The Internet of Things - The Future of Mobile Location and Context
The Internet of Things (IoT) can sound intimidating in terms of underlying technology, but for mobile "things" it is simple: it is the combining the location of the thing with state, status, and/or condition of the thing--measured by sensors--to derive the thing's context. It is this context--determined and enhanced by the cloud--that should underlie and drive the value of IoT and form the basis of all IoT applications.
Thus the historical focus of this site, Location-Based Services, will become one of the cornerstones of IoT. This page will focus on the critical role mobile location and context will play in delivering on the promise of IoT, as well as avoid its pitfalls.
What is IoT? Simply put, the Internet of Things is the digital representation of all physical things, which then allows them access to be connected to the internet. This connectivity opens the door for a near-infinite range of new services.
What is IoT's purpose? It is not to connect things for the sake of connecting things. Rather it is to determine the context of a thing, and to provide services based on that context. What is Context? Context is about determining What, Where, When, How, and Why. What a thing is doing, at a specific time (when) and particular place (where); How it is doing it, often described in terms of process; and above all: Why is the thing doing what it is doing, at that time and place, in the manner it is doing it. Knowing context information in accurate detail opens incredible doors for new value-added services. It also opens a Pandora's box of issues.
How is IoT and LBS related? IoT is a logical extension of LBS, as the lowering costs of location sensors (particularly GPS and beacons) will allow location determination to be attached to or embedded in "dumber" things. Combined with an explosion in all other types of sensors--environmental, biometric, etc.--the context (location and state/status/condition) of any thing can be determined. While IoT can involve both fixed and mobile things, mobile IoT is where most of the value will be derived, with location at its core.
What things? What value? Pretty much anything and everything you can imagine. The things are everything in your home; at work; your car. What you wear; play with; work with. For enterprises the potential value is enormous, and most of the value--particularly for mobile devices--depends on context. Some examples:
Consumer Wearables (Watches, Glasses/Earpieces, Clothes, Shoes) - For better or worse, practically everything we wear or use has the potential for data collection and usage in some form. Some will fall into the strange and unusual category (e.g. egg container alerts), but the use cases for many others harbor the potential for real benefits. These include:
Activity Tracking - such as a fitness tracker (already seen today in Fitbit). Tracking your activity, routes, accomplishments, and biometrics.
Weight Loss - where and how do you burn the most calories (even tracking what you eat, and conditions under which you eat alot).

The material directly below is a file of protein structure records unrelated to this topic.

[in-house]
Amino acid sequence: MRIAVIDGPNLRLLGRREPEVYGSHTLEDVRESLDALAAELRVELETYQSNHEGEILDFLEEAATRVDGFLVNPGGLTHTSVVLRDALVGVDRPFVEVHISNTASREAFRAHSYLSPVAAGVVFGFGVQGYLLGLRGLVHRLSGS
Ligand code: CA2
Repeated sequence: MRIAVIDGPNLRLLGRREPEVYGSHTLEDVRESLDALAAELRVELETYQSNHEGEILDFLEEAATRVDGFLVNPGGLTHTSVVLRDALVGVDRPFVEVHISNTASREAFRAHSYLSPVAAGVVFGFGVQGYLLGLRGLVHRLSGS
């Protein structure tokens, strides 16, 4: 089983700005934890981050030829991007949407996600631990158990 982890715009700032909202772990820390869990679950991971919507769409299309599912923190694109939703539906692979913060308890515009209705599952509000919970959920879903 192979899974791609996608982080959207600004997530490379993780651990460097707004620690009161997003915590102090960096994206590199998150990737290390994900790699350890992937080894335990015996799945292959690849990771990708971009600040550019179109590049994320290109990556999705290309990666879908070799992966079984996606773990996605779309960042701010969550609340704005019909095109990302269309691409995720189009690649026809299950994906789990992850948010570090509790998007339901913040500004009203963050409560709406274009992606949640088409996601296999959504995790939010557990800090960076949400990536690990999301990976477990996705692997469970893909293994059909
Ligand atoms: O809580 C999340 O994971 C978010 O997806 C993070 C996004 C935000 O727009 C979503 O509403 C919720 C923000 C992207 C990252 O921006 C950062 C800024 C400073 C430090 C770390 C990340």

Illness Management - For specific health issue monitoring. For example stress management, correlating stress to particular situations, and managing your location/context to avoid such situations.
Hands-free Device Interaction - Particularly for seniors: turn on/off lights with a gesture or word, open a garage door, etc.
Car Interaction - Turn on/off air conditioning, manage in-car functionality/entertainment, particularly location-based.
Event Management - Enhance events (games, concerts, etc.) based on seating, people around you, etc.
Hearing Aid Enhancement - Adjusting sensitivity based on location/background noise, find your lost hearing aid
Smart Cities -The potential for IoT to improve the efficency, effectiveness, and overall management of towns, municipalities, and even the largest metropolis is enormous. Opportunties small (such as public restroom tissue paper replacement) to huge (e.g. large scale waste processing) abound as sensors are aligned with devices and facilities throughout the city, and the data analysed to extract improvements in public services never before possible. Segments of opportunity include:
Fire Detection - All smoke, fire, and CO2 devices can be connected to fire departments, saving seconds, plus providing additional data such as intensity and precise location of individual fires, which can tie into response deployment strategies and tactics.
Driving behavior - Beyond red-light cameras, the potential (ab)use of sensors built into stop signs, speed limit signs, etc. can make formerly passive signs into real enforcement tools. And potentially a nightmare, as red-light camera equipped towns have already learned...
Video Surveillance - The ability to obtain video footage from a much greater variety of devices opens the door to improved law enforcement, from deterrance to improved response time to higher conviction rates. But privacy issues abound.
Smart Buildings/Public Facilities
Elevators (traffic, wait optimization) -
Fall Protection (Guardrails, Hole Covers, Personal Fall Arrest, Safety Nets), (Safety Monitor, Warning Line, Controlled Access Zone, Written Fall Protection) -
Public Restrooms (tissue paper, towels) -
Smart Lighting/Energy Efficiency -
Smart Metering -
Waste Management -
Water Management (Landscaping, Storm/flooding management) -
Environmental Sensing -
Public Transportation, Fleet Management -
Smart Traffic, Smart Parking -
Enterprises - The ability for business to capitalize on IoT is enormous. But easier said than done; the practical issues of interoperability, integration, process (re) design, and even "basic" issues such as privacy and security can dilute or even prevent the potential benefits. However, done right, IoT can bring step-level improvements, such as:
Agriculture - Autonomous Tractors, Drones, Land use imagery and sensors, Precision Agriculture